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Twelve Dales farmers participating in a pilot payment scheme have surveyed the species-richness of their traditional hay meadows – and submitted score sheets for potentially the last time.
The farming scheme in Wensleydale and Coverdale – now in its fifth and final year – is paying the farmers according to the results they produce; the more wildflowers in the hay meadow, the higher the payment.
This approach contrasts with the prescriptive approach of conventional schemes, which pay farmers for following set rules such as not cutting before a specific date.
The score sheets from this summer are still to be studied, but analysis of the 2019 submissions showed that the average score for meadows in the scheme was 18% higher than at the start of the project in 2016, with improvements in all except two of the 19 sites. The participating farmers have been taking extra care managing their meadows and this encourages meadow flowers to become more abundant, boosting the score.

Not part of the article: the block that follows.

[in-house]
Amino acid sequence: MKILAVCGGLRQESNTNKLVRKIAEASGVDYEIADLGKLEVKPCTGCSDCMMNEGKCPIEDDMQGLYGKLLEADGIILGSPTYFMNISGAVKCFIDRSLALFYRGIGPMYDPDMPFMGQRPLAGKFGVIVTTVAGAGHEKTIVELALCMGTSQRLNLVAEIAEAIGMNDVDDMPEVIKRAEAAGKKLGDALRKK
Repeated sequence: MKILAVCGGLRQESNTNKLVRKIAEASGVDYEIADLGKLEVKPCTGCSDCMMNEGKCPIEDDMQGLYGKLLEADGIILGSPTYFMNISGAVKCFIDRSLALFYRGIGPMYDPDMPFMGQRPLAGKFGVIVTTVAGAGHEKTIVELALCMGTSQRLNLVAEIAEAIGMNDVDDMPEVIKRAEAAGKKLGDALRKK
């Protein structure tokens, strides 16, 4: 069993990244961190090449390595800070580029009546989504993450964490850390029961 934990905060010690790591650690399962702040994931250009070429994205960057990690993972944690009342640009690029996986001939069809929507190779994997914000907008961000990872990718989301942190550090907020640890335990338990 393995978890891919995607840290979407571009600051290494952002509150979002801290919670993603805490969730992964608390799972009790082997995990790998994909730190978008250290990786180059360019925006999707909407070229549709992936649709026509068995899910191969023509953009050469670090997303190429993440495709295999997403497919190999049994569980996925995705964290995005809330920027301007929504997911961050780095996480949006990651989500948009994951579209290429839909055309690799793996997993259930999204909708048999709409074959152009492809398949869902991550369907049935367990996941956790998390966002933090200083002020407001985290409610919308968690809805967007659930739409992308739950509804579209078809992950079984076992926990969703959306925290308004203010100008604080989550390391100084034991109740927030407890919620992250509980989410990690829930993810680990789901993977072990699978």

The pilot scheme has also tested the ‘results-based’ approach with payments to farmers who are producing suitable habitat for breeding waders such as curlew. The pilot is being run by Natural England in partnership with the Yorkshire Dales National Park Authority.
Stephen Bostock, who farms in Coverdale, offered one of his traditional hay meadows, which was already in an agri-environment scheme, to be a control site for comparison against meadows in the results-based pilot.
He said: “Any scheme that can preserve these hay meadows is a good thing. The flowers have gone from a lot of fields around here, as land has been improved. But I think things are changing and people are beginning to value the traditional meadows and what they do for the environment.”
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